In a rare light month of new indie adventures, you can travel to an island of talking birds, a house lost in a snowy landscape, or the terrifyingly named Castle Death Spider ™. Alternatively, you could find yourself in a situation that may be all too familiar to the cash-strapped gamer: the quest for rent money. All these await in this month’s roundup of releases from the freeware scene.
The gender-ambiguous emo kid Joey and his stickman friend Anon, who has the text “No picture available” floating in front of his faceless head, find themselves on an island whose main feature is an enormous doorway. Joey and Anon don’t care at all about the doorway; they just want to get off the island. The pair happily start exploring but are hindered by the fact that only birds live on the island. When one of the two learns Birdtalk, they find out that by helping the birds with their personal problems they can reach their goal of escaping.
The pixel art graphics of glubbert’s Joeyquest show a detailed view of the island and its inhabitants. The environment and its birds look quite realistic, and everything is drawn in light pastel colors. The animation is good too: Joey moves around with a gait that shows interest and curiosity in the world around him, and Anon walks with a slouch that shows he doesn’t care much. Strangely, there are no sounds whatsoever. All text is displayed in a box that appears in the middle of the screen. When someone or a bird speaks, his/its head is shown next to the text box so you know who is talking. When the game tells you something, like when you have picked something up or made something, the box is a bit smaller and contains one or more options to choose from.
Joey and Anon can be steered across the island using the arrow keys. You can only control one of them at a time, but you can change between them by pressing E, and pressing Q makes the person you aren’t controlling appear on the current screen. Joey and Anon have the unique ability to fuse: when they are close together and the F key is pressed, they fuse into one ‘person’ with the combined abilities of the two. Pressing the F key again makes them unfuse. Between the two of them, you will help them catch a fish, bring booze to a drunkard pelican, and try to help a raven restore her self-confidence, amongst other tasks. Unfortunately, Joeyquest does not allow you to save your game, which means you will have to spend the 30-45 minutes it takes to finish it in one sitting. However, because of its beautiful graphics and the often quite humoristic things Joey, Anon and the birds say and do during the game, playing it is a joy right to the end.
Joeyquest can be played online at Newgrounds.
The White Path
Annellie wakes up in a snow-covered garden, next to a freshly filled grave. She feels very cold and disoriented and wonders how long she has been here. But really she just wants to go home. When she gets there she sees a little girl fleeing. Amazed and intrigued, Annellie tries to find out who the girl is and where she went. During her search, she finds patches of thick red liquid everywhere, as well as pages from a book that are smeared with the same fluid, making them mostly unreadable. She also comes into contact with both nasty and friendly ghosts along the way. Gradually, Annellie learns more about her own and the other girl’s current situations, which are stranger than she imagined.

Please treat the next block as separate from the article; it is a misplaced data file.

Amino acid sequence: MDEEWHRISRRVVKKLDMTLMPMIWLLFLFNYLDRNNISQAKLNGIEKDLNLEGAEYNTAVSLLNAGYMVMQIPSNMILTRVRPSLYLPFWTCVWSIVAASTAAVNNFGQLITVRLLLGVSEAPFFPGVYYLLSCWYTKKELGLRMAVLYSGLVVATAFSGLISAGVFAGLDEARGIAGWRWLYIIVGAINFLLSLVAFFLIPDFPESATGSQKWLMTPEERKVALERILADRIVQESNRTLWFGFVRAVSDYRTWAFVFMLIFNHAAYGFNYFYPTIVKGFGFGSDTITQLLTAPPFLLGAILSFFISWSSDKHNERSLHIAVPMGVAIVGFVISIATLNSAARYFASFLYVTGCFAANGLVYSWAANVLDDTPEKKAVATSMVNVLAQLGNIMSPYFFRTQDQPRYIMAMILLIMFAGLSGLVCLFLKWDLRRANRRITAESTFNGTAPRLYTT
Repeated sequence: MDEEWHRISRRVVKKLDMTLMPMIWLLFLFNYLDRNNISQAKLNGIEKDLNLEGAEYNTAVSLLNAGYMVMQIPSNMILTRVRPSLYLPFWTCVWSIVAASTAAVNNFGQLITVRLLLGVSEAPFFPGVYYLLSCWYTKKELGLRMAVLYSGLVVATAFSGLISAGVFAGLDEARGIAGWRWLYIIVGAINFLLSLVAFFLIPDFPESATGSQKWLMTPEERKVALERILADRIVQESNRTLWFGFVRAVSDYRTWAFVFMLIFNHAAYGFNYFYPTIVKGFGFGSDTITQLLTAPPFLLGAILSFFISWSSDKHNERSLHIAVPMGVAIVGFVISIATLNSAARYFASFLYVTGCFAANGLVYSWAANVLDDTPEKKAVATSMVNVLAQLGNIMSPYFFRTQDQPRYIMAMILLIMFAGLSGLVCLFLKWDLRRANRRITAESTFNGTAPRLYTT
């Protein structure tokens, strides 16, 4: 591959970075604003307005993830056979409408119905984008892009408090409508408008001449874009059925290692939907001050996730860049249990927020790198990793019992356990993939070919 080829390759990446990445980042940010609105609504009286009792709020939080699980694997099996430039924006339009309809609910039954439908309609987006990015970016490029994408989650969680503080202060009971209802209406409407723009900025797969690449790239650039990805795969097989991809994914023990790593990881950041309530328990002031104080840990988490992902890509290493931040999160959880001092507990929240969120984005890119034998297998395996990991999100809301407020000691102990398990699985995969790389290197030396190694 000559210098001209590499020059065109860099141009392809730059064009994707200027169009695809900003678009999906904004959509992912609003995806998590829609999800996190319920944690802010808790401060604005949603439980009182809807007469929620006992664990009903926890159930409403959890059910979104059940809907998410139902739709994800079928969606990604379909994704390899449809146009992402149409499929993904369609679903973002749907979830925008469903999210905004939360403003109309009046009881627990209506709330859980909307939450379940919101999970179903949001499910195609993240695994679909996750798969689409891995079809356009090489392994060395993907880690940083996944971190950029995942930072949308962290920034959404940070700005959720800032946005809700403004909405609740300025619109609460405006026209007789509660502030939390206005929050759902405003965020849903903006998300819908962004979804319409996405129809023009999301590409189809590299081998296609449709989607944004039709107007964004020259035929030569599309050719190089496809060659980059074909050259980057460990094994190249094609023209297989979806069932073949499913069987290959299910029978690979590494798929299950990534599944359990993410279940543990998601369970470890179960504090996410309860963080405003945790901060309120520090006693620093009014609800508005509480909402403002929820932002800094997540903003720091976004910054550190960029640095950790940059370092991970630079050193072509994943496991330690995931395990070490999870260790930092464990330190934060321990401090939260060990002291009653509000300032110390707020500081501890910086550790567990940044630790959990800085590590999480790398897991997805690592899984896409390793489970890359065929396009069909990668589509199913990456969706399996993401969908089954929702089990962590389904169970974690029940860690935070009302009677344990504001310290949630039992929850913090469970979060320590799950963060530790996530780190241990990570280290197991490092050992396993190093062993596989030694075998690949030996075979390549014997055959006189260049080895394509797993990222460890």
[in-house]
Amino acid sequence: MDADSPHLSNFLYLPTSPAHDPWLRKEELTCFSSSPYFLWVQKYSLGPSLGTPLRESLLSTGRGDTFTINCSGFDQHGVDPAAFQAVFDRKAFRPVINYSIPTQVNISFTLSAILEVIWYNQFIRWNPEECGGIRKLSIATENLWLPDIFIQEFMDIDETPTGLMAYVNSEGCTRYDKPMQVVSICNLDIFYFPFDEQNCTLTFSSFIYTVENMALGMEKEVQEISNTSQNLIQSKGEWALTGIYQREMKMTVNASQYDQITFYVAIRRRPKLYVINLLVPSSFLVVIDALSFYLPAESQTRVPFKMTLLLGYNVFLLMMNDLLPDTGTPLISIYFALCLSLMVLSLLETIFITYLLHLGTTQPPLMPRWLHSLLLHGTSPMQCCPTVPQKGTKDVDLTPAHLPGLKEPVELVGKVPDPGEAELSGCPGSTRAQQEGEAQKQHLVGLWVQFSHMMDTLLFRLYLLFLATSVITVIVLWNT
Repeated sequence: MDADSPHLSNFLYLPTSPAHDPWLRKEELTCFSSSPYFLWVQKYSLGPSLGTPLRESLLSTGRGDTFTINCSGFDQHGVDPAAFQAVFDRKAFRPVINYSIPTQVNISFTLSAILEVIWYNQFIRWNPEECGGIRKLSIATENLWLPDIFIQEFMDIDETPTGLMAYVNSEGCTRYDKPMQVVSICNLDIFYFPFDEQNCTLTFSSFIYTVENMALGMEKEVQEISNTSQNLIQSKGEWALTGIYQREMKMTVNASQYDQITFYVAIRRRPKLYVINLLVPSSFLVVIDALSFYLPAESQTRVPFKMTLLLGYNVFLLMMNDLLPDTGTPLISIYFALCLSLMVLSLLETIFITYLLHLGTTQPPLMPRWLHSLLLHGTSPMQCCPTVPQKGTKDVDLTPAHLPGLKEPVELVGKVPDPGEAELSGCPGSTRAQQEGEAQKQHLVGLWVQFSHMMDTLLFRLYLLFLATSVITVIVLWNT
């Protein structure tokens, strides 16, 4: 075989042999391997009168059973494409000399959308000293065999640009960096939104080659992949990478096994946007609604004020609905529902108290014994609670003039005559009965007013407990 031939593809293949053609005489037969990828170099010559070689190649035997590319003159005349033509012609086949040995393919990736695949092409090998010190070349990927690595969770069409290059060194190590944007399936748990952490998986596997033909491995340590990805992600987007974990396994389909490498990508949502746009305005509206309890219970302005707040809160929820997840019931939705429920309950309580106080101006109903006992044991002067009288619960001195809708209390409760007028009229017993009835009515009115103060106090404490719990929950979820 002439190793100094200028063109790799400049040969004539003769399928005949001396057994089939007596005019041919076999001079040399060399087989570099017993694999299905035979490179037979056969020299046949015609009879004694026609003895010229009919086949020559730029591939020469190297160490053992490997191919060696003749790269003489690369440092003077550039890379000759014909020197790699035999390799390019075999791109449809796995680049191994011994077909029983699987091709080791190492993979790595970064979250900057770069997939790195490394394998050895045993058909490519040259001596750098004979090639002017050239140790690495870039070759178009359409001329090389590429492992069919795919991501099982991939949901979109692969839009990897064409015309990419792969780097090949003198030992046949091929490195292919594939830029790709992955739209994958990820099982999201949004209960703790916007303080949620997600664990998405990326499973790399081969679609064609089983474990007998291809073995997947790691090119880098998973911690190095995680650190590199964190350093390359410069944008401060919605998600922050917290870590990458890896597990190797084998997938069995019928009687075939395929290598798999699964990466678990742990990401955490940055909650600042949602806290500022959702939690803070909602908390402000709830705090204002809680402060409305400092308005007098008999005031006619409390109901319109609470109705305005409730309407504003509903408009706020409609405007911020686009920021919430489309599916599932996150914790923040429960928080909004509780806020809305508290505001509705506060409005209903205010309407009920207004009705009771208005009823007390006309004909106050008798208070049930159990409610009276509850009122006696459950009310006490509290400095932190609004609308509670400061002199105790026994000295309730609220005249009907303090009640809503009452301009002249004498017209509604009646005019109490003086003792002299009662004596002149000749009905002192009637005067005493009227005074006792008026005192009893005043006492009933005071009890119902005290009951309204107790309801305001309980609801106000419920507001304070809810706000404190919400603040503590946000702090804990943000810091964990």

The White Path, by Arty_Vn, was made with RPG Maker and thus shows the action from above in a traditional 45-degree birds-eye view. Most of the items in the game world, which comprises the inside of the house, the big garden outside and a forest, are highly detailed and easily recognizable. Outside everything is covered in pink-colored snow; inside the rooms have different color bases, but the palette everywhere is subdued and radiates an eerie quietness. Ominous but soft music plays throughout the adventure. There are only a few sound effects, like the unlocking and slamming of doors, objects being picked up, etc., which fit the atmosphere well. There are no voices; all text appears in a white-rimmed box at the bottom of the screen.
Players maneuver Annellie with the arrow keys and interact with hotspots using the space bar or Enter key. Escape brings up a menu from which you can view the inventory and save the game. Most of the puzzles are inventory-based and not too hard, particularly since the game uses the appropriate inventory item on hotspots automatically. The only real challenge is in searching for the house key in the garden, which can be quite vexing because there is only a small hint as to where it is hidden. For most other puzzles, hints are scattered throughout the whole house so if you keep paying attention the obstacles shouldn’t pose much of a problem. Annellie is perfectly capable of dying, however, so you need to save early and save often. During play you slowly get an idea of what’s going on, and according to the developer there are four possible endings: two bad ones, a good one and a normal one. The White Path is touching here and there in a story that is quite sad, and with subject matter dealing with topics like death and mental instability, it isn’t particularly suitable for children. It also contains some scenes that can be scary for young ones, despite its somewhat cartoony presentation.
The White Path can be downloaded from the RPG Maker website.Continued on the next page...
Platform(s): Mac, PC
Platform(s): Mac, PC
Platform(s): Android, iPad, iPhone/iPod Touch, Mac, PC, Linux
Our regular round-up of freeware homebrew adventure games
Mar 28, 2017
Dec 29, 2016
Nov 28, 2016
Oct 28, 2016
Mr. Shadow reviewPC Mac Linux
PC PS4 Xbox One